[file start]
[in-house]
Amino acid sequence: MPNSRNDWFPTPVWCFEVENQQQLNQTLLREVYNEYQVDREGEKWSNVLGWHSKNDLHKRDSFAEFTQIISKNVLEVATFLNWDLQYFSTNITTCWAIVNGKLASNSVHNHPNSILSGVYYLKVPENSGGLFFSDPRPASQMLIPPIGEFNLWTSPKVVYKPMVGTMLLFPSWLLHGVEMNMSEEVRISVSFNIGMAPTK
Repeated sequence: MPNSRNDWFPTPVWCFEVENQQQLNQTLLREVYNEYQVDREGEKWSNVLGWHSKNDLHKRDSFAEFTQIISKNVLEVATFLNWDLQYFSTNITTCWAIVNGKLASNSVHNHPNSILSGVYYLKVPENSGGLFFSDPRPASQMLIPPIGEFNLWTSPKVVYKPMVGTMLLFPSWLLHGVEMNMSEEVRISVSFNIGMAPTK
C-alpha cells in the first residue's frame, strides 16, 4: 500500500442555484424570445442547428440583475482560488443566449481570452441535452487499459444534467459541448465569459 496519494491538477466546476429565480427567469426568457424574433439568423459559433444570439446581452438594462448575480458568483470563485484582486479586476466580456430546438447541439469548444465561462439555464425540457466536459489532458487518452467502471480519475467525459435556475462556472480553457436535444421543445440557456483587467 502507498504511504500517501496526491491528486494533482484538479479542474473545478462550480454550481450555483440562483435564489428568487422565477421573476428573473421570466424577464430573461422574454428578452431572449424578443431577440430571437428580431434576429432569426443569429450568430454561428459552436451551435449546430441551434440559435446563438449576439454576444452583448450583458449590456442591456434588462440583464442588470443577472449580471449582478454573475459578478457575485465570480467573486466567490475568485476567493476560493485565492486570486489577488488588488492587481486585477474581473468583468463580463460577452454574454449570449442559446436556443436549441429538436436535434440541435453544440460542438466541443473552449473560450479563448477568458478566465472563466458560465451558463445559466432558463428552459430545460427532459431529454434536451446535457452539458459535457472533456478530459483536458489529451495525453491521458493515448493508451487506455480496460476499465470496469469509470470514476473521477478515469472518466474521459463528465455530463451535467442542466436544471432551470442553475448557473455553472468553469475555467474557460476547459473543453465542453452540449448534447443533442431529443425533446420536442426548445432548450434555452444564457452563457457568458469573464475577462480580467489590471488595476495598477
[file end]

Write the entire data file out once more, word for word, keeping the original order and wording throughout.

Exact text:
[in-house]
Amino acid sequence: MPNSRNDWFPTPVWCFEVENQQQLNQTLLREVYNEYQVDREGEKWSNVLGWHSKNDLHKRDSFAEFTQIISKNVLEVATFLNWDLQYFSTNITTCWAIVNGKLASNSVHNHPNSILSGVYYLKVPENSGGLFFSDPRPASQMLIPPIGEFNLWTSPKVVYKPMVGTMLLFPSWLLHGVEMNMSEEVRISVSFNIGMAPTK
Repeated sequence: MPNSRNDWFPTPVWCFEVENQQQLNQTLLREVYNEYQVDREGEKWSNVLGWHSKNDLHKRDSFAEFTQIISKNVLEVATFLNWDLQYFSTNITTCWAIVNGKLASNSVHNHPNSILSGVYYLKVPENSGGLFFSDPRPASQMLIPPIGEFNLWTSPKVVYKPMVGTMLLFPSWLLHGVEMNMSEEVRISVSFNIGMAPTK
C-alpha cells in the first residue's frame, strides 16, 4: 500500500442555484424570445442547428440583475482560488443566449481570452441535452487499459444534467459541448465569459 496519494491538477466546476429565480427567469426568457424574433439568423459559433444570439446581452438594462448575480458568483470563485484582486479586476466580456430546438447541439469548444465561462439555464425540457466536459489532458487518452467502471480519475467525459435556475462556472480553457436535444421543445440557456483587467 502507498504511504500517501496526491491528486494533482484538479479542474473545478462550480454550481450555483440562483435564489428568487422565477421573476428573473421570466424577464430573461422574454428578452431572449424578443431577440430571437428580431434576429432569426443569429450568430454561428459552436451551435449546430441551434440559435446563438449576439454576444452583448450583458449590456442591456434588462440583464442588470443577472449580471449582478454573475459578478457575485465570480467573486466567490475568485476567493476560493485565492486570486489577488488588488492587481486585477474581473468583468463580463460577452454574454449570449442559446436556443436549441429538436436535434440541435453544440460542438466541443473552449473560450479563448477568458478566465472563466458560465451558463445559466432558463428552459430545460427532459431529454434536451446535457452539458459535457472533456478530459483536458489529451495525453491521458493515448493508451487506455480496460476499465470496469469509470470514476473521477478515469472518466474521459463528465455530463451535467442542466436544471432551470442553475448557473455553472468553469475555467474557460476547459473543453465542453452540449448534447443533442431529443425533446420536442426548445432548450434555452444564457452563457457568458469573464475577462480580467489590471488595476495598477